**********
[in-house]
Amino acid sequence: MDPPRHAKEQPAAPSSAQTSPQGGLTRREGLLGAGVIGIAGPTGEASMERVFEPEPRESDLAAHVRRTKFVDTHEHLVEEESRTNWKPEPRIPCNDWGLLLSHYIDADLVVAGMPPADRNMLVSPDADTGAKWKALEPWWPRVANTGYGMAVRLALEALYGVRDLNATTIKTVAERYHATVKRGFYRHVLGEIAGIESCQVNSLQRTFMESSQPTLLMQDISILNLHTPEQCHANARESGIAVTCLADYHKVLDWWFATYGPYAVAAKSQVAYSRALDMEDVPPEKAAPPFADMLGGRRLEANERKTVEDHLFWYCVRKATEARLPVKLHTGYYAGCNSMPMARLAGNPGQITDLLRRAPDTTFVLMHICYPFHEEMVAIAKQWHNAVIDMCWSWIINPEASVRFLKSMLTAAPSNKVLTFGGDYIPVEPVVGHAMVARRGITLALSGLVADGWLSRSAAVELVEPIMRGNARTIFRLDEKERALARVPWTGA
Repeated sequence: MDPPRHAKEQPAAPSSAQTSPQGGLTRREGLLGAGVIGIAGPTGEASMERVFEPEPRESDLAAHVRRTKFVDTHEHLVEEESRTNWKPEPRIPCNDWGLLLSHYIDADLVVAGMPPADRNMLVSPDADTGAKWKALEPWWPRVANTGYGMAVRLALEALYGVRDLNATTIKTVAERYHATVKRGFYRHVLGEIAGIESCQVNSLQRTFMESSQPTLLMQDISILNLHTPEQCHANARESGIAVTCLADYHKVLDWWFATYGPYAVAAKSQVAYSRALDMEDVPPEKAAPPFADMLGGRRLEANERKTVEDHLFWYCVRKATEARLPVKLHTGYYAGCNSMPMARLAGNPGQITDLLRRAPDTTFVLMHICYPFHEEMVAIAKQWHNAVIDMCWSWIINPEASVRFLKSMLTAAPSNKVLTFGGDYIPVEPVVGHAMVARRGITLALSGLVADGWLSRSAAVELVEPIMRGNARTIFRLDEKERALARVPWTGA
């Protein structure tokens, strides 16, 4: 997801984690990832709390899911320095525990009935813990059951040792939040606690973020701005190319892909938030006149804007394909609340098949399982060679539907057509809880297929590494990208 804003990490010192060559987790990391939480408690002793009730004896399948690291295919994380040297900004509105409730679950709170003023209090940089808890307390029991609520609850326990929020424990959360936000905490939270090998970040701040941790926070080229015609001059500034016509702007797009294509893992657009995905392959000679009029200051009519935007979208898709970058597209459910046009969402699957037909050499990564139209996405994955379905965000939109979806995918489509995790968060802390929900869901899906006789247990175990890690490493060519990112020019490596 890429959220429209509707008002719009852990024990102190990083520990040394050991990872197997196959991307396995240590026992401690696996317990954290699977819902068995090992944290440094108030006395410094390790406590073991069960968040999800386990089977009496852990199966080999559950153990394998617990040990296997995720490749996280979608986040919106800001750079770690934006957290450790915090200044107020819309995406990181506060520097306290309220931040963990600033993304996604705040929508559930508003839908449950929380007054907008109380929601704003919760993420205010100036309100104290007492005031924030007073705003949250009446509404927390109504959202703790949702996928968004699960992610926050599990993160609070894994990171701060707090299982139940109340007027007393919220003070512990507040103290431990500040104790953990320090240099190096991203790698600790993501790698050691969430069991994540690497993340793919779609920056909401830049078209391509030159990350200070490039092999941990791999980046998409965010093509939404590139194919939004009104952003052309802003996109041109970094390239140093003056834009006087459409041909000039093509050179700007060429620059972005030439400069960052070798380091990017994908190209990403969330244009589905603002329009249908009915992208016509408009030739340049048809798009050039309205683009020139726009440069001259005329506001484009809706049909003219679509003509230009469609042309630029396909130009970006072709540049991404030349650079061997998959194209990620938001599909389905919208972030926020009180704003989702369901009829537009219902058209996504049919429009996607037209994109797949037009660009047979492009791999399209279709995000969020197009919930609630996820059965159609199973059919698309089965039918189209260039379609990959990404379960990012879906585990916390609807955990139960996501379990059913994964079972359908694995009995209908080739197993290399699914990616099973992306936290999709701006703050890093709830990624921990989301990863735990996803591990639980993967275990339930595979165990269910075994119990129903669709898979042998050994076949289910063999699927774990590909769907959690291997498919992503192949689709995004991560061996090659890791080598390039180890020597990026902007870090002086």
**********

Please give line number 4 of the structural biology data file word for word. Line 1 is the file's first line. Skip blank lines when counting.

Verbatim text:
């Protein structure tokens, strides 16, 4: 997801984690990832709390899911320095525990009935813990059951040792939040606690973020701005190319892909938030006149804007394909609340098949399982060679539907057509809880297929590494990208 804003990490010192060559987790990391939480408690002793009730004896399948690291295919994380040297900004509105409730679950709170003023209090940089808890307390029991609520609850326990929020424990959360936000905490939270090998970040701040941790926070080229015609001059500034016509702007797009294509893992657009995905392959000679009029200051009519935007979208898709970058597209459910046009969402699957037909050499990564139209996405994955379905965000939109979806995918489509995790968060802390929900869901899906006789247990175990890690490493060519990112020019490596 890429959220429209509707008002719009852990024990102190990083520990040394050991990872197997196959991307396995240590026992401690696996317990954290699977819902068995090992944290440094108030006395410094390790406590073991069960968040999800386990089977009496852990199966080999559950153990394998617990040990296997995720490749996280979608986040919106800001750079770690934006957290450790915090200044107020819309995406990181506060520097306290309220931040963990600033993304996604705040929508559930508003839908449950929380007054907008109380929601704003919760993420205010100036309100104290007492005031924030007073705003949250009446509404927390109504959202703790949702996928968004699960992610926050599990993160609070894994990171701060707090299982139940109340007027007393919220003070512990507040103290431990500040104790953990320090240099190096991203790698600790993501790698050691969430069991994540690497993340793919779609920056909401830049078209391509030159990350200070490039092999941990791999980046998409965010093509939404590139194919939004009104952003052309802003996109041109970094390239140093003056834009006087459409041909000039093509050179700007060429620059972005030439400069960052070798380091990017994908190209990403969330244009589905603002329009249908009915992208016509408009030739340049048809798009050039309205683009020139726009440069001259005329506001484009809706049909003219679509003509230009469609042309630029396909130009970006072709540049991404030349650079061997998959194209990620938001599909389905919208972030926020009180704003989702369901009829537009219902058209996504049919429009996607037209994109797949037009660009047979492009791999399209279709995000969020197009919930609630996820059965159609199973059919698309089965039918189209260039379609990959990404379960990012879906585990916390609807955990139960996501379990059913994964079972359908694995009995209908080739197993290399699914990616099973992306936290999709701006703050890093709830990624921990989301990863735990996803591990639980993967275990339930595979165990269910075994119990129903669709898979042998050994076949289910063999699927774990590909769907959690291997498919992503192949689709995004991560061996090659890791080598390039180890020597990026902007870090002086």